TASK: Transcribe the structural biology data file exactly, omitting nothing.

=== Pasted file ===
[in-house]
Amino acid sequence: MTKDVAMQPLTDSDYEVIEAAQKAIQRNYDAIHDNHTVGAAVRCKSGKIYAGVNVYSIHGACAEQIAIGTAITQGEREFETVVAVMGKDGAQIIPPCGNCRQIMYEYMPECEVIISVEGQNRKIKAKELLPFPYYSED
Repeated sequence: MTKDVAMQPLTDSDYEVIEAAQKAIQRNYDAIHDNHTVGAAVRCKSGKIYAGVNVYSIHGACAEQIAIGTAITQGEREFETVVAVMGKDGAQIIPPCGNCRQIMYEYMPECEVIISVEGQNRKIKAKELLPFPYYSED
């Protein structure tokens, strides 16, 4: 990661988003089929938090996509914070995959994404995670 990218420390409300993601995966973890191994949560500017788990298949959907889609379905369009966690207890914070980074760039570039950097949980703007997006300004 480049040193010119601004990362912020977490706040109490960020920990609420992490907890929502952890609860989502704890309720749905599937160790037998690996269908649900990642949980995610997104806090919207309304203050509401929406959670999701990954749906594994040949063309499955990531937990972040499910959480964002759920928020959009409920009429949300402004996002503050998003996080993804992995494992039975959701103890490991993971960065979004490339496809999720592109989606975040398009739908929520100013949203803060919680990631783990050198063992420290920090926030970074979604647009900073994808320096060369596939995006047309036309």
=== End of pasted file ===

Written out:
[in-house]
Amino acid sequence: MTKDVAMQPLTDSDYEVIEAAQKAIQRNYDAIHDNHTVGAAVRCKSGKIYAGVNVYSIHGACAEQIAIGTAITQGEREFETVVAVMGKDGAQIIPPCGNCRQIMYEYMPECEVIISVEGQNRKIKAKELLPFPYYSED
Repeated sequence: MTKDVAMQPLTDSDYEVIEAAQKAIQRNYDAIHDNHTVGAAVRCKSGKIYAGVNVYSIHGACAEQIAIGTAITQGEREFETVVAVMGKDGAQIIPPCGNCRQIMYEYMPECEVIISVEGQNRKIKAKELLPFPYYSED
């Protein structure tokens, strides 16, 4: 990661988003089929938090996509914070995959994404995670 990218420390409300993601995966973890191994949560500017788990298949959907889609379905369009966690207890914070980074760039570039950097949980703007997006300004 480049040193010119601004990362912020977490706040109490960020920990609420992490907890929502952890609860989502704890309720749905599937160790037998690996269908649900990642949980995610997104806090919207309304203050509401929406959670999701990954749906594994040949063309499955990531937990972040499910959480964002759920928020959009409920009429949300402004996002503050998003996080993804992995494992039975959701103890490991993971960065979004490339496809999720592109989606975040398009739908929520100013949203803060919680990631783990050198063992420290920090926030970074979604647009900073994808320096060369596939995006047309036309």